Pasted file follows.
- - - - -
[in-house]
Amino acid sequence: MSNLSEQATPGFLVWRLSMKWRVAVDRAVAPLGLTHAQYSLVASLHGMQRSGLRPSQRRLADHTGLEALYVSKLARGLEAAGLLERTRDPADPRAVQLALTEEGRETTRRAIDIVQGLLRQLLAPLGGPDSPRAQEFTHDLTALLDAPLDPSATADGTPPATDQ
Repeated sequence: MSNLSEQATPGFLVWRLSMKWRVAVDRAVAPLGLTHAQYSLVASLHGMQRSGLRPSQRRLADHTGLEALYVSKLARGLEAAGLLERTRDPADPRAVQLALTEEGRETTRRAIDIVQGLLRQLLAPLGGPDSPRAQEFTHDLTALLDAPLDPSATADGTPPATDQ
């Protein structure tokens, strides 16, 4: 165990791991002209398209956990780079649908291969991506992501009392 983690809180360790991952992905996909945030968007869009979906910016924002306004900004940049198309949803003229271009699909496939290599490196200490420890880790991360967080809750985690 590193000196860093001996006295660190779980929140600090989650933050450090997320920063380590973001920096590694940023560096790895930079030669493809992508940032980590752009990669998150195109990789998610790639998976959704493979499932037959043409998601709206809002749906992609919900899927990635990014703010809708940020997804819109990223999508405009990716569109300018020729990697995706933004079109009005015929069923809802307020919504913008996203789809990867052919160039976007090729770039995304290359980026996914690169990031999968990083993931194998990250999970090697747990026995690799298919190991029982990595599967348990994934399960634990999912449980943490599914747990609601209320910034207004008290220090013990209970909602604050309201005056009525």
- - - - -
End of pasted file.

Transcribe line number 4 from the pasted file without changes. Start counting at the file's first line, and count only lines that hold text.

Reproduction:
């Protein structure tokens, strides 16, 4: 165990791991002209398209956990780079649908291969991506992501009392 983690809180360790991952992905996909945030968007869009979906910016924002306004900004940049198309949803003229271009699909496939290599490196200490420890880790991360967080809750985690 590193000196860093001996006295660190779980929140600090989650933050450090997320920063380590973001920096590694940023560096790895930079030669493809992508940032980590752009990669998150195109990789998610790639998976959704493979499932037959043409998601709206809002749906992609919900899927990635990014703010809708940020997804819109990223999508405009990716569109300018020729990697995706933004079109009005015929069923809802307020919504913008996203789809990867052919160039976007090729770039995304290359980026996914690169990031999968990083993931194998990250999970090697747990026995690799298919190991029982990595599967348990994934399960634990999912449980943490599914747990609601209320910034207004008290220090013990209970909602604050309201005056009525």